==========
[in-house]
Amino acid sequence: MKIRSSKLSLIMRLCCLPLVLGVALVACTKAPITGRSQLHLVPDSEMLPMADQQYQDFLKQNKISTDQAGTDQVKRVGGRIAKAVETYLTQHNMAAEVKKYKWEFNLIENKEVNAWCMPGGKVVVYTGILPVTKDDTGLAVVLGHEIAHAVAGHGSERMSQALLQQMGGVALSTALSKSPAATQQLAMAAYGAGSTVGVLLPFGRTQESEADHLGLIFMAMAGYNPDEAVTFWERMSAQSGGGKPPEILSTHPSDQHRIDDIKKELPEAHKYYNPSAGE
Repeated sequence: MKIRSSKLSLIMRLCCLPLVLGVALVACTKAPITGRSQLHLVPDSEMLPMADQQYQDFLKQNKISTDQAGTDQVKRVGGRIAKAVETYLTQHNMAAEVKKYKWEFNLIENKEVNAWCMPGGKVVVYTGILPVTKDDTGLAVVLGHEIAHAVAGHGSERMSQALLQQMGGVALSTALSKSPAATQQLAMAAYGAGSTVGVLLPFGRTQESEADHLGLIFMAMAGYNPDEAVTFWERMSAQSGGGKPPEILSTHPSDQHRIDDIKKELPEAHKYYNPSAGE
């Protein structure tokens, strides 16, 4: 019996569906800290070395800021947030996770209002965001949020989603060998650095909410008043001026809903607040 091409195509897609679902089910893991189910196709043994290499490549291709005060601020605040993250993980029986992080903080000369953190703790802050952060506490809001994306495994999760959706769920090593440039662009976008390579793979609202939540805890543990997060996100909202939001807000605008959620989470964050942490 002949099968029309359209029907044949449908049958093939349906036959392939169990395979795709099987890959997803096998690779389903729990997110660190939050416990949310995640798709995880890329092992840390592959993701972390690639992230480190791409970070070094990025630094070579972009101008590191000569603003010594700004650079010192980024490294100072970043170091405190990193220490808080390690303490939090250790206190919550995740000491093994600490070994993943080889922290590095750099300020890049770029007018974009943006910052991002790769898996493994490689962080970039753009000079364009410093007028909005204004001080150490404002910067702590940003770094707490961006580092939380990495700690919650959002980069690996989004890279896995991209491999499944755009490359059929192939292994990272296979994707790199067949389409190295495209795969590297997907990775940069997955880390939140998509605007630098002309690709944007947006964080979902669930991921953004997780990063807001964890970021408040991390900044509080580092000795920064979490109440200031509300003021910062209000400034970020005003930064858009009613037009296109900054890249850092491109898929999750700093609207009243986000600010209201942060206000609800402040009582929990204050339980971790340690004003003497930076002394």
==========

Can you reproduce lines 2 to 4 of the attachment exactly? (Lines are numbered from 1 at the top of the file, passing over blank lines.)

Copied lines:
Amino acid sequence: MKIRSSKLSLIMRLCCLPLVLGVALVACTKAPITGRSQLHLVPDSEMLPMADQQYQDFLKQNKISTDQAGTDQVKRVGGRIAKAVETYLTQHNMAAEVKKYKWEFNLIENKEVNAWCMPGGKVVVYTGILPVTKDDTGLAVVLGHEIAHAVAGHGSERMSQALLQQMGGVALSTALSKSPAATQQLAMAAYGAGSTVGVLLPFGRTQESEADHLGLIFMAMAGYNPDEAVTFWERMSAQSGGGKPPEILSTHPSDQHRIDDIKKELPEAHKYYNPSAGE
Repeated sequence: MKIRSSKLSLIMRLCCLPLVLGVALVACTKAPITGRSQLHLVPDSEMLPMADQQYQDFLKQNKISTDQAGTDQVKRVGGRIAKAVETYLTQHNMAAEVKKYKWEFNLIENKEVNAWCMPGGKVVVYTGILPVTKDDTGLAVVLGHEIAHAVAGHGSERMSQALLQQMGGVALSTALSKSPAATQQLAMAAYGAGSTVGVLLPFGRTQESEADHLGLIFMAMAGYNPDEAVTFWERMSAQSGGGKPPEILSTHPSDQHRIDDIKKELPEAHKYYNPSAGE
């Protein structure tokens, strides 16, 4: 019996569906800290070395800021947030996770209002965001949020989603060998650095909410008043001026809903607040 091409195509897609679902089910893991189910196709043994290499490549291709005060601020605040993250993980029986992080903080000369953190703790802050952060506490809001994306495994999760959706769920090593440039662009976008390579793979609202939540805890543990997060996100909202939001807000605008959620989470964050942490 002949099968029309359209029907044949449908049958093939349906036959392939169990395979795709099987890959997803096998690779389903729990997110660190939050416990949310995640798709995880890329092992840390592959993701972390690639992230480190791409970070070094990025630094070579972009101008590191000569603003010594700004650079010192980024490294100072970043170091405190990193220490808080390690303490939090250790206190919550995740000491093994600490070994993943080889922290590095750099300020890049770029007018974009943006910052991002790769898996493994490689962080970039753009000079364009410093007028909005204004001080150490404002910067702590940003770094707490961006580092939380990495700690919650959002980069690996989004890279896995991209491999499944755009490359059929192939292994990272296979994707790199067949389409190295495209795969590297997907990775940069997955880390939140998509605007630098002309690709944007947006964080979902669930991921953004997780990063807001964890970021408040991390900044509080580092000795920064979490109440200031509300003021910062209000400034970020005003930064858009009613037009296109900054890249850092491109898929999750700093609207009243986000600010209201942060206000609800402040009582929990204050339980971790340690004003003497930076002394």